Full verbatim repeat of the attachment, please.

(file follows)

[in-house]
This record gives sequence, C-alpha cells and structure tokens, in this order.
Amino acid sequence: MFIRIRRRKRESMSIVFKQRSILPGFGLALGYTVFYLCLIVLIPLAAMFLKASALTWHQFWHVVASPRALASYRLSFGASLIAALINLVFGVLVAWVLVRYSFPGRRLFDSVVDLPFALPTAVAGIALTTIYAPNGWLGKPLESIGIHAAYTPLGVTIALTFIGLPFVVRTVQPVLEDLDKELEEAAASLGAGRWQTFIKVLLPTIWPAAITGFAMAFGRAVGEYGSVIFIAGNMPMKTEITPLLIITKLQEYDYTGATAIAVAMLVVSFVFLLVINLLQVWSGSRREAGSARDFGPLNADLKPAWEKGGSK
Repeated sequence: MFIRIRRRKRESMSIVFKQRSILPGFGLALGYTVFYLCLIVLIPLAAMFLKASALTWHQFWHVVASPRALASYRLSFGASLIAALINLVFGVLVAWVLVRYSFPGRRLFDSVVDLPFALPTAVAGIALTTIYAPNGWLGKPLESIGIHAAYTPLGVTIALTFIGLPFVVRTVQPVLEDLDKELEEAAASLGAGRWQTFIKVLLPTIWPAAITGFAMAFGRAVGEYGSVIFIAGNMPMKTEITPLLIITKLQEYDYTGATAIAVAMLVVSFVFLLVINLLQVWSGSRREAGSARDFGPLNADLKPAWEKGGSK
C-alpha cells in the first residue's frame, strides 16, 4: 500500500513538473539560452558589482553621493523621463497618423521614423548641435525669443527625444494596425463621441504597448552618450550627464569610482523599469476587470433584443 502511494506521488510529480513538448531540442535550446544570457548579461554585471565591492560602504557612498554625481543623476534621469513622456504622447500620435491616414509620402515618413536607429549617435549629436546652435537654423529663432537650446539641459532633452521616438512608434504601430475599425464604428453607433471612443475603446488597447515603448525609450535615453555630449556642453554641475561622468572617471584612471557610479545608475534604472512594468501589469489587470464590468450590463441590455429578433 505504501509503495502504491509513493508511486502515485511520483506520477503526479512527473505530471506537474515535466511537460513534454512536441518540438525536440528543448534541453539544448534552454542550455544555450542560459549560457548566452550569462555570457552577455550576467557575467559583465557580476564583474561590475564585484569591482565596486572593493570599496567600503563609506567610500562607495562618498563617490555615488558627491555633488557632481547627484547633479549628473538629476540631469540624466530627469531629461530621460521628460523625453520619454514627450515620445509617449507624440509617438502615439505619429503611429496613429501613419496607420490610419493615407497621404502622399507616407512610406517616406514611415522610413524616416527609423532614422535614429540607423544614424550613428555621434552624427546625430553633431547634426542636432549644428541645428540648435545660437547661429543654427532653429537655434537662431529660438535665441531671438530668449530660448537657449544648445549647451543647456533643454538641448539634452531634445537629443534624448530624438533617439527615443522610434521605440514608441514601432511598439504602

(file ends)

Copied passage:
[in-house]
This record gives sequence, C-alpha cells and structure tokens, in this order.
Amino acid sequence: MFIRIRRRKRESMSIVFKQRSILPGFGLALGYTVFYLCLIVLIPLAAMFLKASALTWHQFWHVVASPRALASYRLSFGASLIAALINLVFGVLVAWVLVRYSFPGRRLFDSVVDLPFALPTAVAGIALTTIYAPNGWLGKPLESIGIHAAYTPLGVTIALTFIGLPFVVRTVQPVLEDLDKELEEAAASLGAGRWQTFIKVLLPTIWPAAITGFAMAFGRAVGEYGSVIFIAGNMPMKTEITPLLIITKLQEYDYTGATAIAVAMLVVSFVFLLVINLLQVWSGSRREAGSARDFGPLNADLKPAWEKGGSK
Repeated sequence: MFIRIRRRKRESMSIVFKQRSILPGFGLALGYTVFYLCLIVLIPLAAMFLKASALTWHQFWHVVASPRALASYRLSFGASLIAALINLVFGVLVAWVLVRYSFPGRRLFDSVVDLPFALPTAVAGIALTTIYAPNGWLGKPLESIGIHAAYTPLGVTIALTFIGLPFVVRTVQPVLEDLDKELEEAAASLGAGRWQTFIKVLLPTIWPAAITGFAMAFGRAVGEYGSVIFIAGNMPMKTEITPLLIITKLQEYDYTGATAIAVAMLVVSFVFLLVINLLQVWSGSRREAGSARDFGPLNADLKPAWEKGGSK
C-alpha cells in the first residue's frame, strides 16, 4: 500500500513538473539560452558589482553621493523621463497618423521614423548641435525669443527625444494596425463621441504597448552618450550627464569610482523599469476587470433584443 502511494506521488510529480513538448531540442535550446544570457548579461554585471565591492560602504557612498554625481543623476534621469513622456504622447500620435491616414509620402515618413536607429549617435549629436546652435537654423529663432537650446539641459532633452521616438512608434504601430475599425464604428453607433471612443475603446488597447515603448525609450535615453555630449556642453554641475561622468572617471584612471557610479545608475534604472512594468501589469489587470464590468450590463441590455429578433 505504501509503495502504491509513493508511486502515485511520483506520477503526479512527473505530471506537474515535466511537460513534454512536441518540438525536440528543448534541453539544448534552454542550455544555450542560459549560457548566452550569462555570457552577455550576467557575467559583465557580476564583474561590475564585484569591482565596486572593493570599496567600503563609506567610500562607495562618498563617490555615488558627491555633488557632481547627484547633479549628473538629476540631469540624466530627469531629461530621460521628460523625453520619454514627450515620445509617449507624440509617438502615439505619429503611429496613429501613419496607420490610419493615407497621404502622399507616407512610406517616406514611415522610413524616416527609423532614422535614429540607423544614424550613428555621434552624427546625430553633431547634426542636432549644428541645428540648435545660437547661429543654427532653429537655434537662431529660438535665441531671438530668449530660448537657449544648445549647451543647456533643454538641448539634452531634445537629443534624448530624438533617439527615443522610434521605440514608441514601432511598439504602